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Emissions trading: Impact on electricity prices and energy-intensive industries

Author

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  • Manuel Frondel
  • Christoph Schmidt
  • Colin Vance

Abstract

The EU-wide Emission Trading Scheme (ETS), established in 2005, is a key pillar of Europe¿s strategy to attain compliance with the Kyoto Protocol. Under this scheme, CO2 allowances have thus far been allocated largely free of charge. This paper demonstrates that such cost-free allocation, commonly called grandfathering, implies an increase in electricity prices even when strong competition prevails on electricity markets. As our estimations for Germany¿s power sector show, these price increases result in substantial windfall profits, giving rise to public skepticism and calls for an auctioning of certificates in the future. While empirical evidence on the ETS¿ impacts is scant, the findings reviewed here indicate that even in the absence of certificate auctioning, energy-intensive industry sectors, such as primary aluminum production, may suffer heavily from the ETS-induced electricity price increases. We therefore argue that an abrupt transition to a complete auctioning system may endanger the competitive position of energy-intensive industries in Europe, unless all other major industrial and transition countries are integrated into a global emissions trading system.
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Suggested Citation

  • Manuel Frondel & Christoph Schmidt & Colin Vance, 2012. "Emissions trading: Impact on electricity prices and energy-intensive industries," Intereconomics: Review of European Economic Policy, Springer;German National Library of Economics;Centre for European Policy Studies (CEPS), vol. 47(2), pages 104-111, March.
  • Handle: RePEc:spr:intere:v:47:y:2012:i:2:p:104-111 DOI: 10.1007/s10272-012-0410-2
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    References listed on IDEAS

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    1. Jos Sijm & Karsten Neuhoff & Yihsu Chen, 2006. "CO 2 cost pass-through and windfall profits in the power sector," Climate Policy, Taylor & Francis Journals, vol. 6(1), pages 49-72, January.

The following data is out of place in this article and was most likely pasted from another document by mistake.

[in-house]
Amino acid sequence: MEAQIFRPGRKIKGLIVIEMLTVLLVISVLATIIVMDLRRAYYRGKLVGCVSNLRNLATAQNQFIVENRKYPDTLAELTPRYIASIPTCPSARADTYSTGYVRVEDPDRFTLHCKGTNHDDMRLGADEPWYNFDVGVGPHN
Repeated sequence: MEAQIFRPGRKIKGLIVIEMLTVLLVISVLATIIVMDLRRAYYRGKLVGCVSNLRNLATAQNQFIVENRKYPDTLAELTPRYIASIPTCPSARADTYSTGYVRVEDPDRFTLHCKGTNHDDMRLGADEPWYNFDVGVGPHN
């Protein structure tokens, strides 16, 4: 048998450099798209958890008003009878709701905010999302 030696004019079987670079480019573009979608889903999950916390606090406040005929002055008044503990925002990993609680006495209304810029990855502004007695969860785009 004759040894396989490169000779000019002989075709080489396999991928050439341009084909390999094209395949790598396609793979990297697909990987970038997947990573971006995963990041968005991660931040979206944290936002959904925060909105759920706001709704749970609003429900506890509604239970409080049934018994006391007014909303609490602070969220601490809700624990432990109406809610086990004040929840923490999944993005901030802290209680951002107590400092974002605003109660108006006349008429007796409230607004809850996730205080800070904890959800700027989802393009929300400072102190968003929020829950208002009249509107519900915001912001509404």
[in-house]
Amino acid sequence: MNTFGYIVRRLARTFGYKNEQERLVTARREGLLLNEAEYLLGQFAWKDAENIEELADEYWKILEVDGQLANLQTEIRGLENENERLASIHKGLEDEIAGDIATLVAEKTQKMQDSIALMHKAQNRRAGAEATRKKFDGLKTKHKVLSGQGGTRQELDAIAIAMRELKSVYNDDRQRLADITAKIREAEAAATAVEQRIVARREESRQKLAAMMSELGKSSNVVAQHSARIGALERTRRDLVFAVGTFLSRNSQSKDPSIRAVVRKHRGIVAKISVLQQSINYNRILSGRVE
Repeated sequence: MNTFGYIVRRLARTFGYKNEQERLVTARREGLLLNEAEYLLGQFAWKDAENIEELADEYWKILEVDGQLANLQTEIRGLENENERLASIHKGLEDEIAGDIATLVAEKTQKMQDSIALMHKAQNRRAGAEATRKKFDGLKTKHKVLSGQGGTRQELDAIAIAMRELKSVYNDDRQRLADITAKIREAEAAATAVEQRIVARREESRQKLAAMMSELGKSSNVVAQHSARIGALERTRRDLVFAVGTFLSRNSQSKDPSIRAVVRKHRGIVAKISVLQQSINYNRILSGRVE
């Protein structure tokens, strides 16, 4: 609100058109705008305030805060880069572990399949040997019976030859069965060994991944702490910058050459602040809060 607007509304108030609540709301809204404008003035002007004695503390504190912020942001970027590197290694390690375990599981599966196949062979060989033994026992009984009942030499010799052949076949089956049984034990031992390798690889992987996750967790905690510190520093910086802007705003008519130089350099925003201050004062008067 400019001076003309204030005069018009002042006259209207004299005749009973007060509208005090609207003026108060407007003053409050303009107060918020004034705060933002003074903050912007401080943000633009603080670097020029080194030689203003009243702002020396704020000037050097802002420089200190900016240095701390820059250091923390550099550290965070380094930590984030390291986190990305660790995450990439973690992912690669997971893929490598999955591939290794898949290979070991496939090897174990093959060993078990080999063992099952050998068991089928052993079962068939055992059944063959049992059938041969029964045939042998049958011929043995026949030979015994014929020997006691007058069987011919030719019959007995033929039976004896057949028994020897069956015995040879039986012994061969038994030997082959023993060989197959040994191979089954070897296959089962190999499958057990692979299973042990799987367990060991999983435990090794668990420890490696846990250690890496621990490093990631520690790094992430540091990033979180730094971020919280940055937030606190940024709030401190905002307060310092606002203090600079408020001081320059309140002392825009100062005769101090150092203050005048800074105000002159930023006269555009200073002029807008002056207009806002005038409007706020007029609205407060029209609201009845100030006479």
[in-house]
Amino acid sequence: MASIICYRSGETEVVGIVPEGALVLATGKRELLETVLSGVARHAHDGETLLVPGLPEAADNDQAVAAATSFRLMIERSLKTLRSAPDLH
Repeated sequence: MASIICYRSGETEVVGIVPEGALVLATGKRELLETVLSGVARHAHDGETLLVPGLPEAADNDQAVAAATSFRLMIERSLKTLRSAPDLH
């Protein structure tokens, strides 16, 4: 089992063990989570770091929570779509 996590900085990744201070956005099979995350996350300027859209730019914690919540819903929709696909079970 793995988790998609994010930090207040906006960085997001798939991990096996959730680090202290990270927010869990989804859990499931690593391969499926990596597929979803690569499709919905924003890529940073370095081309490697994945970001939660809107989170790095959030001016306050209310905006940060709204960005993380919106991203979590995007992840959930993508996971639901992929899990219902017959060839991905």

2. Damien Demailly & Philippe Quirion, 2006. "CO 2 abatement, competitiveness and leakage in the European cement industry under the EU ETS: grandfathering versus output-based allocation," Climate Policy, Taylor & Francis Journals, vol. 6(1), pages 93-113, January.
    3. Damien Demailly & Philippe Quirion, 2006. "CO2 abatement, competitiveness and leakage in the European cement industry under the EU ETS: Grandfathering vs. output-based allocation," Post-Print halshs-00639327, HAL.
    4. Burtraw, Dallas & Palmer, Karen & Bharvirkar, Ranjit & Paul, Anthony, 2002. "The Effect on Asset Values of the Allocation of Carbon Dioxide Emission Allowances," The Electricity Journal, Elsevier, vol. 15(5), pages 51-62, June.
    5. E. Raphael Branch, 1993. "Short Run Income Elasticity of Demand for Residential Electricity Using Consumer Expenditure Survey Data," The Energy Journal, International Association for Energy Economics, vol. 0(Number 4), pages 111-122.
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    Cited by:

    1. Alberini, Anna & Gans, Will & Velez-Lopez, Daniel, 2011. "Residential consumption of gas and electricity in the U.S.: The role of prices and income," Energy Economics, Elsevier, vol. 33(5), pages 870-881, September.
    2. repec:eee:enepol:v:111:y:2017:i:c:p:268-280 is not listed on IDEAS

    More about this item

    JEL classification:

    • Q41 - Agricultural and Natural Resource Economics; Environmental and Ecological Economics - - Energy - - - Demand and Supply; Prices
    • Q48 - Agricultural and Natural Resource Economics; Environmental and Ecological Economics - - Energy - - - Government Policy

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